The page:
This is: Larry Sparks

Although he doesn’t get nearly as much love as singers like Del McCoury or Russell Moore, Larry Sparks is one of the most talented troubadours in bluegrass history. With a history spanning five decades, Larry Sparks is an underrated master of the guitar with an incredibly rich repertoire of original songs to boot with his original band from the 1970s, the Lonesome Ramblers. Recently, Larry has collaborated with Alison Krauss, Joe Mullins, and Shawn Lane to record new and masterful versions of his classic songs. Enjoy all that and more in this week’s playlist featuring the one and only Larry Sparks!

David Chernack

David Chernack is a fiddler, mandolinist, and guitarist from the Hudson Valley. Trained as a classical violist, David found out about bluegrass music in high school and despite his best efforts has been unable to kick the habit in adulthood. He picked up mandolin and guitar in college in Boston, where he studied environmental science and music. While not at his day job or pickin' 'grass, David also enjoys birdwatching and wrenching on cars.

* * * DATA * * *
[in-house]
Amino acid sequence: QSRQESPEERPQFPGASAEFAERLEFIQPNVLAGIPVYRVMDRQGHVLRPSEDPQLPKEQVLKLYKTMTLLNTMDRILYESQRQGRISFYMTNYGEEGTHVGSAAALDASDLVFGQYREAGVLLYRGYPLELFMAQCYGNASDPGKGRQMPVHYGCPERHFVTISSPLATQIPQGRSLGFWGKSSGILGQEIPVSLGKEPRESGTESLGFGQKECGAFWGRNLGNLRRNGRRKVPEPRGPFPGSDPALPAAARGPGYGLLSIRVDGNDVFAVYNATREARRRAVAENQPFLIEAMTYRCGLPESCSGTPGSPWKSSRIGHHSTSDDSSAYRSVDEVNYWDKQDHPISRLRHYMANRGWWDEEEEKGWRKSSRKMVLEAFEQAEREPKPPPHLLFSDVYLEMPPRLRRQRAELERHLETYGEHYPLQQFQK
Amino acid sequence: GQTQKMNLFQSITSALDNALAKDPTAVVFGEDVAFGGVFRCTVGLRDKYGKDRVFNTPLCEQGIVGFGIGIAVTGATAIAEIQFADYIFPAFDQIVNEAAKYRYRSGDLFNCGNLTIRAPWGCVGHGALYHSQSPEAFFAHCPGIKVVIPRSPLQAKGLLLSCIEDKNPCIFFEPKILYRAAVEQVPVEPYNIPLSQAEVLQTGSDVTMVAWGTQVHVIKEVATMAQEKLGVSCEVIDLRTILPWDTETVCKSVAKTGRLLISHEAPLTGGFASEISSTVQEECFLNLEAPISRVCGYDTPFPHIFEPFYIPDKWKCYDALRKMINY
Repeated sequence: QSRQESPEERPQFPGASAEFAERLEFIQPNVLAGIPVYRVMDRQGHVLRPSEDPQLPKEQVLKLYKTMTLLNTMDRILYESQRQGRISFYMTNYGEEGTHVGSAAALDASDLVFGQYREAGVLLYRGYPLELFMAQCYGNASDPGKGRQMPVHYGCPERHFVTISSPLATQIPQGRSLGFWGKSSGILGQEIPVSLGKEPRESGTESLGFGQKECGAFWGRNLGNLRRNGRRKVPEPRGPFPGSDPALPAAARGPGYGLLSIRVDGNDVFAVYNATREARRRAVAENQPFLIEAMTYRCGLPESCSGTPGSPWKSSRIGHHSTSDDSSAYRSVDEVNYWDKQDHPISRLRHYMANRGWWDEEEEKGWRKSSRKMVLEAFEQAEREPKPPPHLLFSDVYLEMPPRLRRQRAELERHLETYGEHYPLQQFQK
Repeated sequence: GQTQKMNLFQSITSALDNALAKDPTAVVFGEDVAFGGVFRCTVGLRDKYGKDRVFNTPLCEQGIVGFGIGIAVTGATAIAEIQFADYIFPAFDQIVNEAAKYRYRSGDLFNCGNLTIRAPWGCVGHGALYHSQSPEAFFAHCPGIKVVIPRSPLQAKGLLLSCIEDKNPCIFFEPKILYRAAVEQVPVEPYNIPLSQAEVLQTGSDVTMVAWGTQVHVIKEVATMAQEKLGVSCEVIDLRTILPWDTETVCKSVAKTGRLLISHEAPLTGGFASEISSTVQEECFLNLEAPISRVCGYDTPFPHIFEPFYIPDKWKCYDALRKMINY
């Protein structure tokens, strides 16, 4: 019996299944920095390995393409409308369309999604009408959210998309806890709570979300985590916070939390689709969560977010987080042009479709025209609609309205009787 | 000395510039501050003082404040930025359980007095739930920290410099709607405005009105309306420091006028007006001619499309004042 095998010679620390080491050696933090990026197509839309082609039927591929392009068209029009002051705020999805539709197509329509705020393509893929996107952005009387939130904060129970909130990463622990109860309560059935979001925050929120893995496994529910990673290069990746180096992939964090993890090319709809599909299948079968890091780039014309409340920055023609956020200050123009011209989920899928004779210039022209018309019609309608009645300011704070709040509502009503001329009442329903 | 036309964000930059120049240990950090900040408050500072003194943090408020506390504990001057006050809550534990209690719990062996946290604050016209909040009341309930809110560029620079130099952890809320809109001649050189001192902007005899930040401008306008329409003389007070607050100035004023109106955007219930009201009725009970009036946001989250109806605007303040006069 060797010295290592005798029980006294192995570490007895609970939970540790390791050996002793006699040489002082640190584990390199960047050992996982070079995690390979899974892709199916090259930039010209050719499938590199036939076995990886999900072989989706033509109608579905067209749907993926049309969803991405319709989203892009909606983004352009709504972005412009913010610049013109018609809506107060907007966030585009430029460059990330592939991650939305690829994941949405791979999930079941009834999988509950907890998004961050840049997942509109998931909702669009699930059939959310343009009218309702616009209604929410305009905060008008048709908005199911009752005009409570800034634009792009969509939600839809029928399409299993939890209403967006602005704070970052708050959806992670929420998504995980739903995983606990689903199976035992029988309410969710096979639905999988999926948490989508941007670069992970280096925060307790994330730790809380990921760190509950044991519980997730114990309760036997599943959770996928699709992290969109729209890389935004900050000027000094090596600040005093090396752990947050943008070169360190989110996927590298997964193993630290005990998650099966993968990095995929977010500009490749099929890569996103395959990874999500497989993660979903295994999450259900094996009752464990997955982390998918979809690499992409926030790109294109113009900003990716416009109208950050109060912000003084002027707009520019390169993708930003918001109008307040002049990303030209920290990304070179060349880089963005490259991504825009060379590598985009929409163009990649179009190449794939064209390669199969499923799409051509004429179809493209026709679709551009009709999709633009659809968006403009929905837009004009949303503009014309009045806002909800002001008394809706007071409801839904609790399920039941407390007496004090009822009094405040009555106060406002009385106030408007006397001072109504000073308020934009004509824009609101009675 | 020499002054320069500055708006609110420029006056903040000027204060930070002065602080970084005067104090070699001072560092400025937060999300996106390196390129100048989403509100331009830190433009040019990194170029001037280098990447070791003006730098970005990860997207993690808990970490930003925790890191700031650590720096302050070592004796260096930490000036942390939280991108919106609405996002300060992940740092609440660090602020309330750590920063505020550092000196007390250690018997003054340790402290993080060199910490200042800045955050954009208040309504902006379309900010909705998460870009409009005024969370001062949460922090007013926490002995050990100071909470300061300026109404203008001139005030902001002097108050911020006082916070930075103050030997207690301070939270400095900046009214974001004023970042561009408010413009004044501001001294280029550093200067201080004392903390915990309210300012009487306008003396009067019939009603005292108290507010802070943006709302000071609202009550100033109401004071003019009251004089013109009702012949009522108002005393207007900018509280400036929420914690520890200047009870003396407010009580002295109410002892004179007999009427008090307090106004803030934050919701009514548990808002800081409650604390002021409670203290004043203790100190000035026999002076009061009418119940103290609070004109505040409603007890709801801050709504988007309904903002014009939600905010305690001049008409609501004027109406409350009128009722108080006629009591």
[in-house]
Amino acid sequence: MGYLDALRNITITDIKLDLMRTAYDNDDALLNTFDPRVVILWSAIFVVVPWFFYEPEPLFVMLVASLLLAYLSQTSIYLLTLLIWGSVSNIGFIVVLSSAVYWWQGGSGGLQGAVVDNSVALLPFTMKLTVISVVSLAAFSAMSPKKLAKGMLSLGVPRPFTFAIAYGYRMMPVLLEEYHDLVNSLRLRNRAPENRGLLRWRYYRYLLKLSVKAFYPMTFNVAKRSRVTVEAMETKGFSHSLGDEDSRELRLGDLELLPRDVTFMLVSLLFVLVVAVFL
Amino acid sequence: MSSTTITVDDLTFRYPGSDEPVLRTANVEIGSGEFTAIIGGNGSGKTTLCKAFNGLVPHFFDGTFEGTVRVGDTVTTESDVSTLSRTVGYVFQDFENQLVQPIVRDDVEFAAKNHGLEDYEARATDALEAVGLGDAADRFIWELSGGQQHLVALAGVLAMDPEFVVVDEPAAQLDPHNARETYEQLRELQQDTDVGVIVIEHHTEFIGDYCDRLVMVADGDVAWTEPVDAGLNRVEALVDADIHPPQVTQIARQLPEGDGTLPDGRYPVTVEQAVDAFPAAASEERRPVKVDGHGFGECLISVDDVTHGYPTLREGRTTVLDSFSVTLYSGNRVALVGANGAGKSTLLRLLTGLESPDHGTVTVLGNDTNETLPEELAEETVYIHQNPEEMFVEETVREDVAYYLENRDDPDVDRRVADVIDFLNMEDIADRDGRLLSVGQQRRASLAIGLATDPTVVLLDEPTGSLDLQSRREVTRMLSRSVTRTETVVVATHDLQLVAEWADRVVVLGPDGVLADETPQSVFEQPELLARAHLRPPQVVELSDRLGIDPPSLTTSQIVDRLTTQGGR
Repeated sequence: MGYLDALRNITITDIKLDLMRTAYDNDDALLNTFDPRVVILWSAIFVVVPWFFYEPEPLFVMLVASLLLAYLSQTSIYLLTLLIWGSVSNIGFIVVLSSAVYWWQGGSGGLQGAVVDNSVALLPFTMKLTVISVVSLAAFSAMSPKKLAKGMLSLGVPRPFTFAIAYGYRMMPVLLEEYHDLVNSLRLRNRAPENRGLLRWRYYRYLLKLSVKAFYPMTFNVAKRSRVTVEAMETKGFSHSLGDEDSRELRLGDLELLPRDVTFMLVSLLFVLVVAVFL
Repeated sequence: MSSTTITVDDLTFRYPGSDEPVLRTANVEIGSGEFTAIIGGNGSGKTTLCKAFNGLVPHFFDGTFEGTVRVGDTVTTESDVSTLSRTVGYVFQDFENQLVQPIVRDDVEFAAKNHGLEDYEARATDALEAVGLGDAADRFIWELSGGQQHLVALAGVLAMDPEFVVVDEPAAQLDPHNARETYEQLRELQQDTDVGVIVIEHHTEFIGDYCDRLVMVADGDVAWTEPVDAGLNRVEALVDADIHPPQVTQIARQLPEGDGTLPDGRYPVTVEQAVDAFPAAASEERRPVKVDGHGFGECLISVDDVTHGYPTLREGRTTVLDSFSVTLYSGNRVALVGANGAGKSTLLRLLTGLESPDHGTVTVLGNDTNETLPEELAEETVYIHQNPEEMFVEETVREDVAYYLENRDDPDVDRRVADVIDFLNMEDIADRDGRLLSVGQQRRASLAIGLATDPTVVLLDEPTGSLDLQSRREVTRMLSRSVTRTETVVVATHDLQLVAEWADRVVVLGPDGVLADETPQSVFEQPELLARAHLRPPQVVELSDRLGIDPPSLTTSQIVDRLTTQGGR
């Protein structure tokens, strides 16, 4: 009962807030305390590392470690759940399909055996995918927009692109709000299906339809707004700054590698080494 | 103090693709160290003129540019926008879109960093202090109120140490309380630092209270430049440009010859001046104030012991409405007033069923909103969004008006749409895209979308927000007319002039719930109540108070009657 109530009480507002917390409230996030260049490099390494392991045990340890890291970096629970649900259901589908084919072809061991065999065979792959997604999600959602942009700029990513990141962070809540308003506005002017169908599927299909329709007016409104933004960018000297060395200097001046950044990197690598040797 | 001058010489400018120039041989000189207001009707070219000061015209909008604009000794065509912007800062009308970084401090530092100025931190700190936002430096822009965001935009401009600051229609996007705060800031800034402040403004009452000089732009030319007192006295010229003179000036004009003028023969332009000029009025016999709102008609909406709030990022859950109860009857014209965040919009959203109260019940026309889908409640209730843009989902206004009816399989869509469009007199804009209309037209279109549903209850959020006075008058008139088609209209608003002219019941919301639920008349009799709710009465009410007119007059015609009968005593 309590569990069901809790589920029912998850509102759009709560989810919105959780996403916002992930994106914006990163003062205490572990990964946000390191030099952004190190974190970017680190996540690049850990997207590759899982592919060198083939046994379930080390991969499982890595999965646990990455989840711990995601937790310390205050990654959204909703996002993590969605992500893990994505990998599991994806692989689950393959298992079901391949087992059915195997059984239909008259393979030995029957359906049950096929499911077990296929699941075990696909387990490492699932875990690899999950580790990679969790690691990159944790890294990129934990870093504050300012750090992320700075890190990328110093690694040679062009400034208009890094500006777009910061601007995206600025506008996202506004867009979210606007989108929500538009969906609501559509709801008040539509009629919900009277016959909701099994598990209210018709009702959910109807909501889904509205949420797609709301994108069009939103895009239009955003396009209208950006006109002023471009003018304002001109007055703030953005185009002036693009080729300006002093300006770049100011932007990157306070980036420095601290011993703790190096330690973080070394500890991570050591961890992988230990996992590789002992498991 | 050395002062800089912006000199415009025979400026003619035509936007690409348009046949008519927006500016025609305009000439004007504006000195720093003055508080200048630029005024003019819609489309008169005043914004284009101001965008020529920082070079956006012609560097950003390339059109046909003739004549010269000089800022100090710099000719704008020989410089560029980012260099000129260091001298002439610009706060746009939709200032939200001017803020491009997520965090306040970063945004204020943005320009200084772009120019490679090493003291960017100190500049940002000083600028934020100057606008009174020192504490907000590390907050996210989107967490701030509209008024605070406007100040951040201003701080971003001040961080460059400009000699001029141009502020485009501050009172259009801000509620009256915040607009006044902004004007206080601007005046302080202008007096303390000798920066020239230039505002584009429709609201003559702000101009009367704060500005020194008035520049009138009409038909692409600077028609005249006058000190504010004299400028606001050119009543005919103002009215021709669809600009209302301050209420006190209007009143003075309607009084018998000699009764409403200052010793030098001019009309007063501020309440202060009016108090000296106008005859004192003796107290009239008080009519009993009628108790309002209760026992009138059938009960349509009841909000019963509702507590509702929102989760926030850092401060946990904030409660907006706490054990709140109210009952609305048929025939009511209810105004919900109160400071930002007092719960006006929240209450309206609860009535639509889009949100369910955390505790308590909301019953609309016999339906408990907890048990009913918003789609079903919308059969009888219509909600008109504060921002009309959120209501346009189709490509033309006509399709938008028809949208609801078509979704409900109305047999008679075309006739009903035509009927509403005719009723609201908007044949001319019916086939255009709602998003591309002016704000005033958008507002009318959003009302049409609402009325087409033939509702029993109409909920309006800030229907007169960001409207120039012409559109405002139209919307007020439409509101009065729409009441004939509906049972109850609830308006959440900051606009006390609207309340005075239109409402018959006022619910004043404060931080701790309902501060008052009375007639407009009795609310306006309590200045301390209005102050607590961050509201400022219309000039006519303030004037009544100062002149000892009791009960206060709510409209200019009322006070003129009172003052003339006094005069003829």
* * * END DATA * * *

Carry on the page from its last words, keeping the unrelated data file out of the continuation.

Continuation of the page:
One Response

  • Good article David. My buddies and I have been following “Sparky”, aka “Count Sparkula” or “Sparkomatic” since he started appearing in northeastern festivals in the mid 1970s. He used to project a very Gothic image on stage, and worked his band HARD. In the days with Wendy Miller and Mike Lilly they would spread out about 20 feet wide on the stage with one vocal mic and two instruments mics far away on the sides. Wendy and Mike would RUN like a football team at the scrimmage line to play their breaks and get back to sing. Action packed! People used to make up the wildest gossip about Sparky (he carries a 44 magnum and a pint of Jack Daniels in the pockets of his suits!) which of course was all foolishness. Sirius/XM DJ and bluegrass band leader Chris Jones (from Suffern NY by the way) was really focused on Larry in those days and sang and picked a lot of Larry’s recordings on stage around NY state with Horse Country. Larry usually surprised festival hosts because he was such a nice gentleman to do business with, unlike his somewhat stern stage appearance back then. Larry has aged gracefully, and his voice has just gotten more and more mellow and expressive. And he knows how make that guitar TALK!

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